Phew, I had to stop and write this post because things are starting to roll and I want to keep reading. We’re on part three of the How to Build a Girl readalong! Things are definitely getting spoilerific now, but I’ll have the readalong broken down in sections in the archives if you’d like to pop by later after you’ve read.
So, Johanna gets the big break of her writing gig and heads off to Dublin to interview musician John Kite. She falls hard for John’s charm and the attention he pays her, as the pair spend an evening chatting like best friends. Later, he mails her a Serge Gainsbourg tape, which I’m not really sure she would dig as much as she digs the fact that it’s from John and sounds
creepy sexy. I much prefer his daughter and imagine Johanna would, too, had she been recording in the early 90’s.
Unfortunately, Johanna’s hard crush leads to her writing a fangirling article that cuts her off from the magazine at the same time her family’s benefits are cut off. Not good. After several weeks Johanna is called back in by D&ME, who remind her to be a critic not a fan and take her to her first drunken industry party where she waits for John Kite to arrive. As fate would have it, John pops into the party for a few minutes, says he has to leave, and kisses Johanna before taking off. Johanna turns around to meet Tony Rich, D&ME’s star writer, who is quick to evaluate her and tells her she’s in for causing trouble.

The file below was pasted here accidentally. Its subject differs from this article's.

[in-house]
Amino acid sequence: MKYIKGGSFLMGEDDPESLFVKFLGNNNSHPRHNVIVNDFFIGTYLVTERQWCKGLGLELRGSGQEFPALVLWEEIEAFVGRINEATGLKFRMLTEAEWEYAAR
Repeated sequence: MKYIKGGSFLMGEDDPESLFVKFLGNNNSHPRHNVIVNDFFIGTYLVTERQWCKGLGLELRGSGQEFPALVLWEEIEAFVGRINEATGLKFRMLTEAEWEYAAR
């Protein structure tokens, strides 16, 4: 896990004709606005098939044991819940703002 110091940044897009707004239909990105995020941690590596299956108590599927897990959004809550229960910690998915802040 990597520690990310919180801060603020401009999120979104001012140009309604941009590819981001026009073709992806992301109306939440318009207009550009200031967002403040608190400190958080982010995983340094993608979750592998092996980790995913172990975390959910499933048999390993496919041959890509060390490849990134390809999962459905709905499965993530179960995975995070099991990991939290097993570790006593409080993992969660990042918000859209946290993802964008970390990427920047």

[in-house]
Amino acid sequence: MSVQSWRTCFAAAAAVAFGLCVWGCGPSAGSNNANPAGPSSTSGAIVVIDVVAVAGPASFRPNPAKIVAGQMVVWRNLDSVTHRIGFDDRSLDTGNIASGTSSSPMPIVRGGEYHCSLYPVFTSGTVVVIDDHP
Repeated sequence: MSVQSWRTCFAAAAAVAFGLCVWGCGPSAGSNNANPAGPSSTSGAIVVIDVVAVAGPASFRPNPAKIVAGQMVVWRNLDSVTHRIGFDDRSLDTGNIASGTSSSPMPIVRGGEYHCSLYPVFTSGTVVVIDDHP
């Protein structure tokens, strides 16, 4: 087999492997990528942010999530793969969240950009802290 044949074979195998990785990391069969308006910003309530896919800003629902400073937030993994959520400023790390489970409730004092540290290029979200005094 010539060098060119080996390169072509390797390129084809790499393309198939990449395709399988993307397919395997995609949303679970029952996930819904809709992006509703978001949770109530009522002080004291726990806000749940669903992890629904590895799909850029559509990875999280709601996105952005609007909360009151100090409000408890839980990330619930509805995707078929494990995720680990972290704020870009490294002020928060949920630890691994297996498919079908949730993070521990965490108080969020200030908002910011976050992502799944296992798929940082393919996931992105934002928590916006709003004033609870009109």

A few specific thoughts:
- As a non-smoker who frequently finds herself in socially awkward situations, I totally understood Johanna’s appreciation for the handiness of smoking. Such a good excuse!
- Pretty much every scene between Johanna and Krissi is gold, but holy jeez the shared bedroom.
- I’m trying to figure out how I feel about Johanna and this Kite fellow. Is he just an epic rockstar douchebag who charms every girl he meets and then floats off to the next city (and let’s face it, Johanna is pretty easily charmed)? Or were the moments they had together genuinely sweet and the spark of a great friendship with Johanna pushing it to be more? I think I’m just skeptical because we’re reading from Johanna’s point of view, and boy do I know how skewed my perspective was on male feelings at seventeen.
- I am so excited for Johanna to be trouble.
- Adding this in after reading some discussion on other blogs (look, you guys are an inspiration): This really made me realize how much of a utopia I’ve made countries like England and Canada out to be, mostly because of their healthcare systems, without really thinking about the fact that people are people everywhere. I mean, I know that benefits and welfare are hot button issues everywhere, but people here in the US just seem like such epic assholes about it. It was really interesting to me to see such frank discussion (both in the book and on other blogs), since I didn’t think it was something that hit a nerve in England the way it does here.